ORDER OF THE PHOENIX
Legislative Decree of 13 May 1926 (Off. Gaz. 180, issue A, dated 3 June 1926)
The Order of the Phoenix was established in 1926 in order to replace the previously existing Order of George I (which was re-established in 1935 with the restoration of the monarchy, only to be abolished again in 1975). The Order is named after the Phoenix, a mythical bird and symbol of rebirth, and is third in the hierarchy of Orders.
Until 1927 both Greek citizens and foreigners were admitted into the Order. In 1927 the Constitution forbade the conferring of decorations on Greek citizens, so the Order continued to recognize only the services provided by foreigners. After the Restoration of the Monarchy in 1935, and in accordance with the law of 19-4-1935 (Off. Gaz. 170, A), the Order could once again be conferred on Greek citizens.
Nowadays, the Order of the Phoenix is awarded to Greeks who have distinguished themselves in the fields of public administration, science, commerce, industry and shipping, and the arts and letters. It is also conferred on foreigners who have contributed to enhancing Greece’s stature abroad in the aforementioned fields.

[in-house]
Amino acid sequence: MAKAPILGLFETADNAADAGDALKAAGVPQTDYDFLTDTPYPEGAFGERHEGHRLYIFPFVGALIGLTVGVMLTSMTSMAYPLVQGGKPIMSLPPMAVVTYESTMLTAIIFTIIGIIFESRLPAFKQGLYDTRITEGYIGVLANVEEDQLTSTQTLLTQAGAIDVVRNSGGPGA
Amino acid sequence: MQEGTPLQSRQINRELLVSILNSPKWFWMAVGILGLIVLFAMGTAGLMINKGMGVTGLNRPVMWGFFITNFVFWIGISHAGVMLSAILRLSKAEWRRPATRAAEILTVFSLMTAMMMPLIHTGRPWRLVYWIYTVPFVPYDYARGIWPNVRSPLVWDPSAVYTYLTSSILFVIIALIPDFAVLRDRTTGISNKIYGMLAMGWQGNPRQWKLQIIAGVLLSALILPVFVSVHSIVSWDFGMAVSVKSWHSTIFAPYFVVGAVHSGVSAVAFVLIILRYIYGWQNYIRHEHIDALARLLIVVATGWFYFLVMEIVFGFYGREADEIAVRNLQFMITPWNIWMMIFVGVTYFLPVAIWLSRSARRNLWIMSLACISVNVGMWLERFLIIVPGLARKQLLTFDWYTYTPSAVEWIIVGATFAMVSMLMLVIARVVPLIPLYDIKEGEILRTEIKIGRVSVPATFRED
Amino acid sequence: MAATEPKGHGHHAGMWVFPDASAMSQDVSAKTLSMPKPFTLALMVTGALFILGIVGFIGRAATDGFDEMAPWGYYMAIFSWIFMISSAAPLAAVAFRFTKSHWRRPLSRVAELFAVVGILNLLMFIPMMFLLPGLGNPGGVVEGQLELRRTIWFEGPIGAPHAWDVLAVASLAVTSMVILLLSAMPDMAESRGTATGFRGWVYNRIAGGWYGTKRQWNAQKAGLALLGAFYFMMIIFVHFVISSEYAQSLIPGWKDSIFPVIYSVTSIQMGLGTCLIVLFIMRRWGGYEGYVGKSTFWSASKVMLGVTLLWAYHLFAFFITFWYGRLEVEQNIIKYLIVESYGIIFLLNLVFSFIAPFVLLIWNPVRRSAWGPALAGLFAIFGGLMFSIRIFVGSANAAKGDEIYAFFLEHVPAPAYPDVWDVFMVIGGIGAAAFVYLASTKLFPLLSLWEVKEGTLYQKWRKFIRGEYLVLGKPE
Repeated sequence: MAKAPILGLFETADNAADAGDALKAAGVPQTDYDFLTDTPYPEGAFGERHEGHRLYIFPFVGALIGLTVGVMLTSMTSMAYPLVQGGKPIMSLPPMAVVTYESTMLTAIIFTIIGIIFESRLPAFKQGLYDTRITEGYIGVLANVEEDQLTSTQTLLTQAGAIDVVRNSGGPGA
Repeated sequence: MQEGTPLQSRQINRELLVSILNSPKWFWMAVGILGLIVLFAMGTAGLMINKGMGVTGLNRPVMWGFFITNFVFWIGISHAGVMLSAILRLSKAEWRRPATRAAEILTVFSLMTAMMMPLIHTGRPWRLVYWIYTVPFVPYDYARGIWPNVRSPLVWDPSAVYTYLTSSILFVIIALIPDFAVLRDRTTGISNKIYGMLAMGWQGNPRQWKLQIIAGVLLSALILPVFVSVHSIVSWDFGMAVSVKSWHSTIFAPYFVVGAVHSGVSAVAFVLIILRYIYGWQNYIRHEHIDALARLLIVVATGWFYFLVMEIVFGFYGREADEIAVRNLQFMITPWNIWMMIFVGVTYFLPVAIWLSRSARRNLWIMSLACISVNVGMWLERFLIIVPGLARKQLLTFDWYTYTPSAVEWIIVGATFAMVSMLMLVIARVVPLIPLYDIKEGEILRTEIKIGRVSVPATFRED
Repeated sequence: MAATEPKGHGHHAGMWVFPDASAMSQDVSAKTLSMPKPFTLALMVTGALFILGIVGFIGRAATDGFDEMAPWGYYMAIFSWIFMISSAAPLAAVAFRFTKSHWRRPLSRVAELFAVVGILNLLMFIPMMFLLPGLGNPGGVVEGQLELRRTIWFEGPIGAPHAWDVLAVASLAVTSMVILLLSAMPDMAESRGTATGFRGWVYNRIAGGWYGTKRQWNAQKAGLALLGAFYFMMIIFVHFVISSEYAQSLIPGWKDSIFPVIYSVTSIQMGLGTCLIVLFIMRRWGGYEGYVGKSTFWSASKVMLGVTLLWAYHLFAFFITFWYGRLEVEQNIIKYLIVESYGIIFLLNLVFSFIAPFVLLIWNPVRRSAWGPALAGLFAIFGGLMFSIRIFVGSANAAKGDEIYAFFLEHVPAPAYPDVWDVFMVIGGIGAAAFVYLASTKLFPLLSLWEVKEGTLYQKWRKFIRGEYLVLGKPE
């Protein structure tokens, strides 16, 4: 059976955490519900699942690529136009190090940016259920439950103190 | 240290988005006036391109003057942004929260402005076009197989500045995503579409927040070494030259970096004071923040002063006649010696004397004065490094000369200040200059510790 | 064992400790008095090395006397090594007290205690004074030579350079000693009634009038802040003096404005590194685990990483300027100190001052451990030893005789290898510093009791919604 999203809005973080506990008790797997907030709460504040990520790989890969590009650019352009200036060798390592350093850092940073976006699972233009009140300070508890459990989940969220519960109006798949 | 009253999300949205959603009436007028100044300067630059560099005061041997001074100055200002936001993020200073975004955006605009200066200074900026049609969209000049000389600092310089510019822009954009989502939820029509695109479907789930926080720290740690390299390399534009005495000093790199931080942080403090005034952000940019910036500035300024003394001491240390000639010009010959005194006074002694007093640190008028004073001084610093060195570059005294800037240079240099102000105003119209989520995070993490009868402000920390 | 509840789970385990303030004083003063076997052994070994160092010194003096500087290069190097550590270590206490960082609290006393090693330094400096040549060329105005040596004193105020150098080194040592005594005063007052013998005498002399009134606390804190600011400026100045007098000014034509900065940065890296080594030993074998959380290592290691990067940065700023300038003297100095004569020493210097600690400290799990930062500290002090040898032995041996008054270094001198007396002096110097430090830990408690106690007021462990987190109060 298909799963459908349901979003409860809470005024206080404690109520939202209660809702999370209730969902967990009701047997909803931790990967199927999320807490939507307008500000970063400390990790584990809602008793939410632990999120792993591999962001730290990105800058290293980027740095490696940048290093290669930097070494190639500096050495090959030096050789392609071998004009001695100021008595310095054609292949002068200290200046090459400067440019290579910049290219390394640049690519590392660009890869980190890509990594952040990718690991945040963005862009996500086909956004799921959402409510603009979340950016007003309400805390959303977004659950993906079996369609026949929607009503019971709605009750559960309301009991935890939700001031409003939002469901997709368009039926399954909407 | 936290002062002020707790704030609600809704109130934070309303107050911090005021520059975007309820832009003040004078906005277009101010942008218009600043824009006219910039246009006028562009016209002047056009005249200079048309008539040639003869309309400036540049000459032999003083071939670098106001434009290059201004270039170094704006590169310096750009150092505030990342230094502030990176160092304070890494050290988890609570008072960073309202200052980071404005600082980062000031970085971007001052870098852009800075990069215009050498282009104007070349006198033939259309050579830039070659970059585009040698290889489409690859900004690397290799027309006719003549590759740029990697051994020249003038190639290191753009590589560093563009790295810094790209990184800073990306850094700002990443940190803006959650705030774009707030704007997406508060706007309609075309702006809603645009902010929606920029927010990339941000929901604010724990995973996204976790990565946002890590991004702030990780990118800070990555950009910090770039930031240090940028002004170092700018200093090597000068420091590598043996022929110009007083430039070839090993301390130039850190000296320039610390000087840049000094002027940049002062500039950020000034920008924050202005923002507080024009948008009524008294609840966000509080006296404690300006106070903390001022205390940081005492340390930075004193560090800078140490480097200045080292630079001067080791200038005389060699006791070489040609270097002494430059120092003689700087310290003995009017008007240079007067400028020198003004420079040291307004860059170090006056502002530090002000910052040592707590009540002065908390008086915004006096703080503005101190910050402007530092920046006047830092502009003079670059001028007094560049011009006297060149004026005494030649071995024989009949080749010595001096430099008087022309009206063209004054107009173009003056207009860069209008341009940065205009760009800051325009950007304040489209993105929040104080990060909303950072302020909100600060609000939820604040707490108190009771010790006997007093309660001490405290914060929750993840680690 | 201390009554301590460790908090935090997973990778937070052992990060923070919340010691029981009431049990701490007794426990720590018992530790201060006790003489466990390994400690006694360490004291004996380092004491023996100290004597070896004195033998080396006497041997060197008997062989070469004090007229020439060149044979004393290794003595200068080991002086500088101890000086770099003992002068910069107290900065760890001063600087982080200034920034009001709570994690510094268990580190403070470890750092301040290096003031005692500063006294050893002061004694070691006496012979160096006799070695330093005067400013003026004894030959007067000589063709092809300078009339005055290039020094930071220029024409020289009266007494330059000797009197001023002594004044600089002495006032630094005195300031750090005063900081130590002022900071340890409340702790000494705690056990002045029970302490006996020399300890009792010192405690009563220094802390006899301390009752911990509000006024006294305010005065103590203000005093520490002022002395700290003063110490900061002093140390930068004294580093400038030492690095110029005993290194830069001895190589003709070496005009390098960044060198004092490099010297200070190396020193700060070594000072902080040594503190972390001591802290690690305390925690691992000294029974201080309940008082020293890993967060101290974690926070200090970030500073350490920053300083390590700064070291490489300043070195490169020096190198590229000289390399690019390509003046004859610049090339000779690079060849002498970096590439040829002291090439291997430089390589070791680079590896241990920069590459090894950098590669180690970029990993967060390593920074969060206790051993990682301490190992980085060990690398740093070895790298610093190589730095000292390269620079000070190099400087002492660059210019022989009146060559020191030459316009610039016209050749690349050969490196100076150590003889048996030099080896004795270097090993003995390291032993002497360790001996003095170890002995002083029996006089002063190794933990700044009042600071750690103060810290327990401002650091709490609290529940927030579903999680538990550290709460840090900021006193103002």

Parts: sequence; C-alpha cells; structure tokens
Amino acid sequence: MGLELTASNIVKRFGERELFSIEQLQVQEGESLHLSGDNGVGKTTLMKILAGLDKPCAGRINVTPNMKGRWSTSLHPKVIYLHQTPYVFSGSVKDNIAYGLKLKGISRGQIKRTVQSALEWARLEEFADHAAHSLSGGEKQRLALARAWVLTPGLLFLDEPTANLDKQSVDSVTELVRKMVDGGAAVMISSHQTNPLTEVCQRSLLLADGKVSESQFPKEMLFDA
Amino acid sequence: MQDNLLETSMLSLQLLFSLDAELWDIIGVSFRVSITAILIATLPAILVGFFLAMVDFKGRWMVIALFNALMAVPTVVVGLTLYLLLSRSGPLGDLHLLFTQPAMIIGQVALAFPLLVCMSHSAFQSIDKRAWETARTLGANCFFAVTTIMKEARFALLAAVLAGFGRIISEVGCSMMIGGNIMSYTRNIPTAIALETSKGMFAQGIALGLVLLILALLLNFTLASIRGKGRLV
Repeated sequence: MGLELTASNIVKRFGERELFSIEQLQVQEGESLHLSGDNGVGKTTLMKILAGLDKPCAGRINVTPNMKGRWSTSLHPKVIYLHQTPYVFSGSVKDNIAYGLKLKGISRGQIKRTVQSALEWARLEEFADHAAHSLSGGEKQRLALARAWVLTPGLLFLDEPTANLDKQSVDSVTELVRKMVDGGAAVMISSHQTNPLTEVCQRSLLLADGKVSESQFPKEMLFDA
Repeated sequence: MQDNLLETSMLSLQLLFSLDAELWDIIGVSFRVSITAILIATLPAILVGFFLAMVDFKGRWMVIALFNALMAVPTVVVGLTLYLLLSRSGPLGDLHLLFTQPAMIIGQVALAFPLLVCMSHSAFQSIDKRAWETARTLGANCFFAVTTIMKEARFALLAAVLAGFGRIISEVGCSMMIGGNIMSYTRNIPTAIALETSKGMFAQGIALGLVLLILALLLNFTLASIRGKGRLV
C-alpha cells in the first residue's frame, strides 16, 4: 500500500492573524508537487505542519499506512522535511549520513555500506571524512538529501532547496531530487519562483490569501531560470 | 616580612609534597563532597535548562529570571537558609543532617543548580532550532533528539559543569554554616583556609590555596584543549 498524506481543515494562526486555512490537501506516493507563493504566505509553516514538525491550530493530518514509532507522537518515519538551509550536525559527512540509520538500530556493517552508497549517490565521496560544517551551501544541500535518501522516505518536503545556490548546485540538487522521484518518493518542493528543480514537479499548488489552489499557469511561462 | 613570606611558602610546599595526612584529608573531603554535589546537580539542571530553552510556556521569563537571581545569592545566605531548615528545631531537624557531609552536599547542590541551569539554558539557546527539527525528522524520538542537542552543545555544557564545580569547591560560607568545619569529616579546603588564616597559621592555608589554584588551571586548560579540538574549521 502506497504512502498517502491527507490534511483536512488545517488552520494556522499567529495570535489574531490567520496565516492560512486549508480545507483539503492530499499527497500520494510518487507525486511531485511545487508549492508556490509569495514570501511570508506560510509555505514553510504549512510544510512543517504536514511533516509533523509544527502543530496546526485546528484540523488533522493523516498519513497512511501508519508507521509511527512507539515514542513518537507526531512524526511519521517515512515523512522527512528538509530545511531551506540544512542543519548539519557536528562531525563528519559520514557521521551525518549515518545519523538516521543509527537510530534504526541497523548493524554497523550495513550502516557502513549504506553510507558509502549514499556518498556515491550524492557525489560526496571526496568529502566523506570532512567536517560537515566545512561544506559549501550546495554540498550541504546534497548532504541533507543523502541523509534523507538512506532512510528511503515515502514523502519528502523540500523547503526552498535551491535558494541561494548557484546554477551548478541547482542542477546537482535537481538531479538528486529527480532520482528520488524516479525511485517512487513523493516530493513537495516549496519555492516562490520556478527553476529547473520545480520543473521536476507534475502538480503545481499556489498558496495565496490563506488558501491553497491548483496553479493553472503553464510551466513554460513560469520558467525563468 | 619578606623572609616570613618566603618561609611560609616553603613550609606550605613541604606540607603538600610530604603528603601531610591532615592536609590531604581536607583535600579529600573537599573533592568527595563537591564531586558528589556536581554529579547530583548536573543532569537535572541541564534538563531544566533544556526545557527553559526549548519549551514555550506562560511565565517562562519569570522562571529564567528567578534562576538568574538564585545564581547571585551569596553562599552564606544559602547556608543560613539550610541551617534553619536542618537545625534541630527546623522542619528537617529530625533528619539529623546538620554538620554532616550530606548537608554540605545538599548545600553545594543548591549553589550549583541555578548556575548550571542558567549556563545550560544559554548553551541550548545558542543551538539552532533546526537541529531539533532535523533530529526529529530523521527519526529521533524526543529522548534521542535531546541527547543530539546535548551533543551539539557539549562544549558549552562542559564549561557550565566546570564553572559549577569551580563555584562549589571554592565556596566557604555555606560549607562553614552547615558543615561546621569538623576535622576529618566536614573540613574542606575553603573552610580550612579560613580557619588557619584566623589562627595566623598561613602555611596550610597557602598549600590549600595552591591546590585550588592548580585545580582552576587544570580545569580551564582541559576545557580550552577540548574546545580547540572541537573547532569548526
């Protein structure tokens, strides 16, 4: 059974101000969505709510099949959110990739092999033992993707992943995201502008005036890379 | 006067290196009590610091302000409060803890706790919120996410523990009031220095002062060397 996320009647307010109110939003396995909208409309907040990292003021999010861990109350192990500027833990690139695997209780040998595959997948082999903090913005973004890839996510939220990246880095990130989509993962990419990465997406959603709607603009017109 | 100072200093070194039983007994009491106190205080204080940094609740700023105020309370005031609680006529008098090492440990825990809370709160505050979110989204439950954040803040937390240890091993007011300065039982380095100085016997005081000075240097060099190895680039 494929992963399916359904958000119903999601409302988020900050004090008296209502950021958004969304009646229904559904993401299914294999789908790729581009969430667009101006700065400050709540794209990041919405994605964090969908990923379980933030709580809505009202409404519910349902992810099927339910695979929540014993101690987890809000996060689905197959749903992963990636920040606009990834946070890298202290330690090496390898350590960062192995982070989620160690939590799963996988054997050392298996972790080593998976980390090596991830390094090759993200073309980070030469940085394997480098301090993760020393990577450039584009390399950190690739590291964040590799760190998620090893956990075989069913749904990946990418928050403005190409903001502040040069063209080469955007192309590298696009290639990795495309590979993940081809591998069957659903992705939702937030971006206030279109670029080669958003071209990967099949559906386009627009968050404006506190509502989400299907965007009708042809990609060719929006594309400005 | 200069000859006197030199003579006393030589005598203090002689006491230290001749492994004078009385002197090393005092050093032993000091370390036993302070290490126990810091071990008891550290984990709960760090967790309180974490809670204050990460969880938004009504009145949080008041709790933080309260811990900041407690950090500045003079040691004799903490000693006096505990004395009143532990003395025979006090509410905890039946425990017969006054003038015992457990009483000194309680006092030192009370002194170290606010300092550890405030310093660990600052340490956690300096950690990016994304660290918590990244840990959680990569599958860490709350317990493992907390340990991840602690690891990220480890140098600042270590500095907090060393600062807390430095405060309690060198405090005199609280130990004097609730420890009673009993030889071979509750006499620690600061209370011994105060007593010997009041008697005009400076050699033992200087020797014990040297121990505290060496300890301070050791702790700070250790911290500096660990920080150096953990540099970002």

The insignia of the Order of the Phoenix is cross-shaped. It is made of white enamel, and in its center lies a depiction of a phoenix bird in relief, emerging out of the flames with open wings. The phoenix is also depicted in relief in the center of the eight-pointed star. The reverse side of the cross bears the national emblem of the Hellenic Republic. The ribbon accompanying the insignia is deep yellow, with a narrow black border on both edges
Like the other Orders, the Order of the Phoenix consists of five classes: the Grand Cross, the Grand Commander, the Commander, the Gold and Silver Cross.